Field of Science

Irving Langmuir and pathological science: A warning for our times

It's American chemist Irving Langmuir's birthday today, so it's a good time to remind ourselves of his very illuminating and timeless warning about "pathological science". Langmuir was the first industrial scientist to win the Nobel Prize. The prize was awarded to him for pioneering contributions to surface chemistry, although he also did important research in electronics and solution chemistry. He did most of his work during the early part of the 20th century when science - especially physics and chemistry - was advancing at breakneck speed. Not surprisingly, when science advances at breakneck speed, so do its quacks. 

Langmuir took note of the many cases of fraudulent science published during the previous decades and in 1953 gave a talk about the misuses of science which he titled "pathological science". His basic definition of pathological science was "science" which tricked people into believing false results by "subjective effects, wishful thinking and threshold interactions." Not all pathological science is willfully fraudulent, but all of it suffers from a common set of pitfalls that distinguish it from solid science. One can recognize how prescient Langmuir's talk was by the fact that many of the criteria we use today for evaluating scientific results or progress and identifying scientific misconduct are elaborations of his theses.

Among the cases of pathological science that Langmuir cited were N-rays, Martian canals, UFOs and extrasensory phenomena. The list has only grown since then, and to it we can today add homeopathy, polywater, cold fusion, "arsenic bacteria", faster-than-light neutrinos and evidence of cosmic inflation. There are many causes of pathological science. Some of them are simply the result of working at the frontier of science where little is known and mistakes are easy to make, others are the result of cognitive, social and emotional biases which scientists suffer from as much as anyone else, and yet others can be the result of active fabrication.

Langmuir listed many tell-tale signs for identifying pathological science. Among these were the following:

  1. The maximum effect that is observed is produced by a causative agent of barely detectable intensity, and the magnitude of the effect is substantially independent of the intensity of the cause.
Homeopathy is a classic manifestation of this particular feature of pathological science. It rests on the potent medical effects of barely detectable (and in many cases non-existent) substances dissolved in water. However, the example of "arsenic" bacteria looks at this feature from a different vantage point. In that case what the authors (who claimed that they had discovered bacteria growing on arsenic instead of phosphorus) failed to test for was traces of phosphorus that could have actually invalidated their hypothesis.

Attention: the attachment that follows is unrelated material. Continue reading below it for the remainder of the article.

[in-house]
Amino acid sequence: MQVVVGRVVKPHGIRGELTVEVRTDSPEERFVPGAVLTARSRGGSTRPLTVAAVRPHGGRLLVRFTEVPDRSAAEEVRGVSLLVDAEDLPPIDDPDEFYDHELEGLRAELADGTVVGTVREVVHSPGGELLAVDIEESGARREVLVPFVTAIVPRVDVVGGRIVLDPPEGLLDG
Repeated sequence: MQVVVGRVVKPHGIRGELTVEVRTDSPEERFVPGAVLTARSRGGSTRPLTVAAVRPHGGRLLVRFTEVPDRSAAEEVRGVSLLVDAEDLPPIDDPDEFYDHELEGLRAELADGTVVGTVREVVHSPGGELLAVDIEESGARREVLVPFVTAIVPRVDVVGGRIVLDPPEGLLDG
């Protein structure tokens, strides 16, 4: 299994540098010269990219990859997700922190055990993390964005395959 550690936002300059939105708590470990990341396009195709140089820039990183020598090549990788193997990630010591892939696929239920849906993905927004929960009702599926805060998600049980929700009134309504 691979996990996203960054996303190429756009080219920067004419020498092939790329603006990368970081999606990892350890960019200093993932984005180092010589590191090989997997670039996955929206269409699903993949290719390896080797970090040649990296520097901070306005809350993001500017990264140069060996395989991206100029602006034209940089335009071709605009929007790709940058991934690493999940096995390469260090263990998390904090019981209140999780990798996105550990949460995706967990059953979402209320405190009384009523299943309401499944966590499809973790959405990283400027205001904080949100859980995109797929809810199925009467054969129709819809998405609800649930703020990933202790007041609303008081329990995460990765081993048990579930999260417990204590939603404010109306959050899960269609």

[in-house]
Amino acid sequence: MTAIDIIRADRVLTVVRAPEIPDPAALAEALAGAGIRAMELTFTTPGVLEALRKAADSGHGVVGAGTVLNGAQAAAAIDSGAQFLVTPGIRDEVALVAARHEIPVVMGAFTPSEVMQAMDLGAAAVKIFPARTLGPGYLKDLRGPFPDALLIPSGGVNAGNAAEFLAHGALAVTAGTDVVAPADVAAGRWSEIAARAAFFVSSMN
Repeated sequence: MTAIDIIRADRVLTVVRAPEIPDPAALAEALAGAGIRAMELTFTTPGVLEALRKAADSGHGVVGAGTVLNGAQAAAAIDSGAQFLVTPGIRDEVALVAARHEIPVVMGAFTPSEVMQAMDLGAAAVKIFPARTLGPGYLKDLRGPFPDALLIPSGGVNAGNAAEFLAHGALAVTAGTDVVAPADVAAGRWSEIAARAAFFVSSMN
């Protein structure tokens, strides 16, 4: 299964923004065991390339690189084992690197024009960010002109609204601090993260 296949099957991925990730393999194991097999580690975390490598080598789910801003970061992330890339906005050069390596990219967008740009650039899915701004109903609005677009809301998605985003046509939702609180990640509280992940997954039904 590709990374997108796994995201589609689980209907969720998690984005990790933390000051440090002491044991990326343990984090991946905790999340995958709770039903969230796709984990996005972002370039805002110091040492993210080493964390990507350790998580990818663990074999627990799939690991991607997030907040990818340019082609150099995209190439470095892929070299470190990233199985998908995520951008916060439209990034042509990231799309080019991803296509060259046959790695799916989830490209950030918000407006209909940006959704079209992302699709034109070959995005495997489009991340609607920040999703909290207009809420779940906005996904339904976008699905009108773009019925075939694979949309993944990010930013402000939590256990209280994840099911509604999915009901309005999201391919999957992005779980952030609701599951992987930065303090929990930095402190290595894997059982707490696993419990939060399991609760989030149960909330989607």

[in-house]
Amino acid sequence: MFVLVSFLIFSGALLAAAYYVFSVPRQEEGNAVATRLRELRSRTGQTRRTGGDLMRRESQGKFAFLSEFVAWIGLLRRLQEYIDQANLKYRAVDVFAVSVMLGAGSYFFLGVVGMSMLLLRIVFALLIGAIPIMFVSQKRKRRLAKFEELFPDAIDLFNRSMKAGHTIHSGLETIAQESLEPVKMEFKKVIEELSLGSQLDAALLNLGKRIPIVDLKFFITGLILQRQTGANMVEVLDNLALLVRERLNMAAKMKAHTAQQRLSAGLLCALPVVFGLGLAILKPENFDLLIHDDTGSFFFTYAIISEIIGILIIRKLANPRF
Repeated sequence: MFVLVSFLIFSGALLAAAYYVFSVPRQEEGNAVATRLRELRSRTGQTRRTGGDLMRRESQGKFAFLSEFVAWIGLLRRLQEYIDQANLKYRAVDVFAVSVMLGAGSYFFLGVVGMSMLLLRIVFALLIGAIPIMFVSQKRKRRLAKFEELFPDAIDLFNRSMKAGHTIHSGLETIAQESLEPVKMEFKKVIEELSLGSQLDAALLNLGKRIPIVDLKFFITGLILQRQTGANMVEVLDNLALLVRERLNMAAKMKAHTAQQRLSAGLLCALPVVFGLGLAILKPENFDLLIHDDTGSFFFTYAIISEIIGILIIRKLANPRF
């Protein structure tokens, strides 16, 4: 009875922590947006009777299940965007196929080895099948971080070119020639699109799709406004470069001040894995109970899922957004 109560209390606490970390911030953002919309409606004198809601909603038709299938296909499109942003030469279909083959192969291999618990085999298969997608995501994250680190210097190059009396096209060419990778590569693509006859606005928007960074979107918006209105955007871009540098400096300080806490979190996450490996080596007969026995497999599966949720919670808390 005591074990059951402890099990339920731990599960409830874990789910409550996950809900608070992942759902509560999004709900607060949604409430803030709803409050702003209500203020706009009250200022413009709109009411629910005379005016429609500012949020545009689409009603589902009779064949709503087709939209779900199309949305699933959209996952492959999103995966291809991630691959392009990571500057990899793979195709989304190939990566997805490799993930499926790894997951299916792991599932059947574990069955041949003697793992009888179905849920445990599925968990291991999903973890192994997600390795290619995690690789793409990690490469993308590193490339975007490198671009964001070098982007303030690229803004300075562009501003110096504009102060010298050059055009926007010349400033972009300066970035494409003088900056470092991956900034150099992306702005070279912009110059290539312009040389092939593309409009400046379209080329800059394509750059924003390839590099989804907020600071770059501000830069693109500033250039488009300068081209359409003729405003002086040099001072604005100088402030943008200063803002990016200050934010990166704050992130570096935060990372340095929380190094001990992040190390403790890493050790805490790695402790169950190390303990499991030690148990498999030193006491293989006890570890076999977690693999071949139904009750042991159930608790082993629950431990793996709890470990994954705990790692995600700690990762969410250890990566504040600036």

Sometimes a causative agent of "barely detectable intensity" could in fact be valid, but even in that case its effects need to be consistent and reproducible, and there also needs to be a good theory which can support its causal connection to the phenomenon under investigation; that connection can validate the dependence of the effect on the intensity of the cause. The arsenic bacteria case failed on both counts.
  1. The effect is of a magnitude that remains close to the limit of detectability; or, many measurements are necessary because of the very low statistical significance of the results.
This is a straightforward caveat against statistical insignificance. When Langmuir was lecturing the science of statistics was just coming into its own. Since then and especially in the last decade or so, mountains of material have been published on key statistical concepts and pitfalls like p-hacking, effect size, sampling bias and cherry-picking. Pioneering psychologists like Daniel Kahneman and Amos Tversky have showed how humans can be fundamentally incapable of thinking statistically. Failure to pay attention to any one of the myriad important statistical measures can deceive scientists into seeing a result where none exists. In my own field of molecular modeling, due attention to statistics has become a rallying cry for many scientists. The reproducibility crisis has turned into one of the biggest challenges to contemporary science.

That being said, one has to appreciate that scientists in some areas like particle physics are working at the very edges of statistical meaning; particles like the Higgs boson are discovered by looking at three or four sigma levels of statistical significance. In that case Langmuir's second caveat is important; you have to make many more measurements than what would be ordinarily necessary - or feasible for that matter - to confirm the effect. That is why data at the LHC comes from billions or even trillions of collisions between particles. The same goes for testing subtle effects of drugs across diverse populations.
  1. Claims of great accuracy.